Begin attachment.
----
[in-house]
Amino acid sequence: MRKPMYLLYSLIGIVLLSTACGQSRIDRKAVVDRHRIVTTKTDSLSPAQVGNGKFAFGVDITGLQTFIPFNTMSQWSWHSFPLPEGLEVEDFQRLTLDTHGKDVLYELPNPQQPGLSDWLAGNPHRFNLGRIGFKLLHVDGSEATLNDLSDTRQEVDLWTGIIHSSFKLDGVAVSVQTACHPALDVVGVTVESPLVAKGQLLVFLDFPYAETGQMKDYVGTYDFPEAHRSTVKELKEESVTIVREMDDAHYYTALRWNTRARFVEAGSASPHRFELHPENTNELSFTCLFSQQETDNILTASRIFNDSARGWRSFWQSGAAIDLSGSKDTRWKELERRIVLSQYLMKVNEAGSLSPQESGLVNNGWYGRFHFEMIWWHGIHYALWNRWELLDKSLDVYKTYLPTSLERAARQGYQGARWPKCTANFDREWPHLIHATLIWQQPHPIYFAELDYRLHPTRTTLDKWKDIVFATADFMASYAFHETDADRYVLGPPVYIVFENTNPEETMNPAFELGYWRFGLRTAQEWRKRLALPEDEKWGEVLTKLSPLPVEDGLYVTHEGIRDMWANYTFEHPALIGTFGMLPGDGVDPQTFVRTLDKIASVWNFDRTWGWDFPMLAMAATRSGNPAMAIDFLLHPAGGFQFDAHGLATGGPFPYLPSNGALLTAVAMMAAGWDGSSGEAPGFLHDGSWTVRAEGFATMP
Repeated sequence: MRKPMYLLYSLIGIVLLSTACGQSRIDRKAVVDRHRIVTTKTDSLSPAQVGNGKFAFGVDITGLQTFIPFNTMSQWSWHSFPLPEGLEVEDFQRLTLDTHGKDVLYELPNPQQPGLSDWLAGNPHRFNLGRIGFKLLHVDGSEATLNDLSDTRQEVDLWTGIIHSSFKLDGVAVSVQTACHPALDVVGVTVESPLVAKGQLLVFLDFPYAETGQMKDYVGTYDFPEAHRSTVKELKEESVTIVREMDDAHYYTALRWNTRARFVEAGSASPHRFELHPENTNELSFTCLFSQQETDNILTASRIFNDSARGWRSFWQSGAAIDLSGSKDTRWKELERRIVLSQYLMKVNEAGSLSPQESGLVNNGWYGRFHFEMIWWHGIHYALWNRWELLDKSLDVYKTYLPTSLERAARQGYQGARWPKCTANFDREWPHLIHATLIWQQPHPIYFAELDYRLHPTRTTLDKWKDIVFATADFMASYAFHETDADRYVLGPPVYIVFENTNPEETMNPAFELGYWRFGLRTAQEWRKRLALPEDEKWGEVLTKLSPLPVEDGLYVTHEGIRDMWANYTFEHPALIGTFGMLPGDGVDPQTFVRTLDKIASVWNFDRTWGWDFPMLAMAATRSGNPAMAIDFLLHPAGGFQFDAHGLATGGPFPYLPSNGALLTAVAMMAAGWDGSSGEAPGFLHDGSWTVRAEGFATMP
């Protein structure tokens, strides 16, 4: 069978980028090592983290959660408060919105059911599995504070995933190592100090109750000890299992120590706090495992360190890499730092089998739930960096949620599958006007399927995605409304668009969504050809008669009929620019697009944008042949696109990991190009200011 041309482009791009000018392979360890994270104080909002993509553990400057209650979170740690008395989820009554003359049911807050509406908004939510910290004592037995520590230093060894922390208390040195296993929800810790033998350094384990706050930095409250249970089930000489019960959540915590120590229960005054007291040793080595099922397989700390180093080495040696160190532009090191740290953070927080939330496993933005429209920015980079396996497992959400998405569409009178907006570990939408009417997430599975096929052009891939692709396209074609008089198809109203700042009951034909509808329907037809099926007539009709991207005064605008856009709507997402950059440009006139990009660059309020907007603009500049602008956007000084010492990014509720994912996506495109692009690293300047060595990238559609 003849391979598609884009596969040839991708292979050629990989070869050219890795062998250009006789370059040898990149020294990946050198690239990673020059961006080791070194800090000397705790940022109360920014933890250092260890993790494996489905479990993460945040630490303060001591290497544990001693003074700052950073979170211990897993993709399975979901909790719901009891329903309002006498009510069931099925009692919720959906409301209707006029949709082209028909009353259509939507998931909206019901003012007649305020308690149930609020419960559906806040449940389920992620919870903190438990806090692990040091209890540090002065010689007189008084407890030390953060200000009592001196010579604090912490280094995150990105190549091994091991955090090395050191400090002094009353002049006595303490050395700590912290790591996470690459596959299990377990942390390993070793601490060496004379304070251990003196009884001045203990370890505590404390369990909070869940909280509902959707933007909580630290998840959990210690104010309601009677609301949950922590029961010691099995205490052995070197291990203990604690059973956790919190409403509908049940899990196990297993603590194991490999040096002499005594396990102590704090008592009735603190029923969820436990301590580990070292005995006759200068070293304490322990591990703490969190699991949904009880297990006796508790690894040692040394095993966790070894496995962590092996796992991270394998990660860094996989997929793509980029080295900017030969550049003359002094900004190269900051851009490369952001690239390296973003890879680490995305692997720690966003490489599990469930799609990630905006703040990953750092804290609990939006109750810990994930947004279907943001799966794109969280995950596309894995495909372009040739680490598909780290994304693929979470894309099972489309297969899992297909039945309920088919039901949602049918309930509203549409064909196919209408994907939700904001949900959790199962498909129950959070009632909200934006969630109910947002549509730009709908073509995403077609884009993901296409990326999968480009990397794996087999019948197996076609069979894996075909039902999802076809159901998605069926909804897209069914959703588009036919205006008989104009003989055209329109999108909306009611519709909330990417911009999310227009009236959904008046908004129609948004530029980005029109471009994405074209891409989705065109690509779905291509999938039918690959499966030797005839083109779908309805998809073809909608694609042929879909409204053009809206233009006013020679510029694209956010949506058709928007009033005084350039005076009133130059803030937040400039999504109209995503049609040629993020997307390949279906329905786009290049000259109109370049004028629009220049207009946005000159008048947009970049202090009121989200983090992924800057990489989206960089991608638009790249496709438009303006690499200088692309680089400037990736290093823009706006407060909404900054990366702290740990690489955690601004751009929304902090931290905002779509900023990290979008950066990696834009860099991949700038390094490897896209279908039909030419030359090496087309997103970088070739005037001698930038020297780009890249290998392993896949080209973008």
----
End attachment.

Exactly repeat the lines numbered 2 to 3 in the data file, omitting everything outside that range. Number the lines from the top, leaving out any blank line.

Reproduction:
Amino acid sequence: MRKPMYLLYSLIGIVLLSTACGQSRIDRKAVVDRHRIVTTKTDSLSPAQVGNGKFAFGVDITGLQTFIPFNTMSQWSWHSFPLPEGLEVEDFQRLTLDTHGKDVLYELPNPQQPGLSDWLAGNPHRFNLGRIGFKLLHVDGSEATLNDLSDTRQEVDLWTGIIHSSFKLDGVAVSVQTACHPALDVVGVTVESPLVAKGQLLVFLDFPYAETGQMKDYVGTYDFPEAHRSTVKELKEESVTIVREMDDAHYYTALRWNTRARFVEAGSASPHRFELHPENTNELSFTCLFSQQETDNILTASRIFNDSARGWRSFWQSGAAIDLSGSKDTRWKELERRIVLSQYLMKVNEAGSLSPQESGLVNNGWYGRFHFEMIWWHGIHYALWNRWELLDKSLDVYKTYLPTSLERAARQGYQGARWPKCTANFDREWPHLIHATLIWQQPHPIYFAELDYRLHPTRTTLDKWKDIVFATADFMASYAFHETDADRYVLGPPVYIVFENTNPEETMNPAFELGYWRFGLRTAQEWRKRLALPEDEKWGEVLTKLSPLPVEDGLYVTHEGIRDMWANYTFEHPALIGTFGMLPGDGVDPQTFVRTLDKIASVWNFDRTWGWDFPMLAMAATRSGNPAMAIDFLLHPAGGFQFDAHGLATGGPFPYLPSNGALLTAVAMMAAGWDGSSGEAPGFLHDGSWTVRAEGFATMP
Repeated sequence: MRKPMYLLYSLIGIVLLSTACGQSRIDRKAVVDRHRIVTTKTDSLSPAQVGNGKFAFGVDITGLQTFIPFNTMSQWSWHSFPLPEGLEVEDFQRLTLDTHGKDVLYELPNPQQPGLSDWLAGNPHRFNLGRIGFKLLHVDGSEATLNDLSDTRQEVDLWTGIIHSSFKLDGVAVSVQTACHPALDVVGVTVESPLVAKGQLLVFLDFPYAETGQMKDYVGTYDFPEAHRSTVKELKEESVTIVREMDDAHYYTALRWNTRARFVEAGSASPHRFELHPENTNELSFTCLFSQQETDNILTASRIFNDSARGWRSFWQSGAAIDLSGSKDTRWKELERRIVLSQYLMKVNEAGSLSPQESGLVNNGWYGRFHFEMIWWHGIHYALWNRWELLDKSLDVYKTYLPTSLERAARQGYQGARWPKCTANFDREWPHLIHATLIWQQPHPIYFAELDYRLHPTRTTLDKWKDIVFATADFMASYAFHETDADRYVLGPPVYIVFENTNPEETMNPAFELGYWRFGLRTAQEWRKRLALPEDEKWGEVLTKLSPLPVEDGLYVTHEGIRDMWANYTFEHPALIGTFGMLPGDGVDPQTFVRTLDKIASVWNFDRTWGWDFPMLAMAATRSGNPAMAIDFLLHPAGGFQFDAHGLATGGPFPYLPSNGALLTAVAMMAAGWDGSSGEAPGFLHDGSWTVRAEGFATMP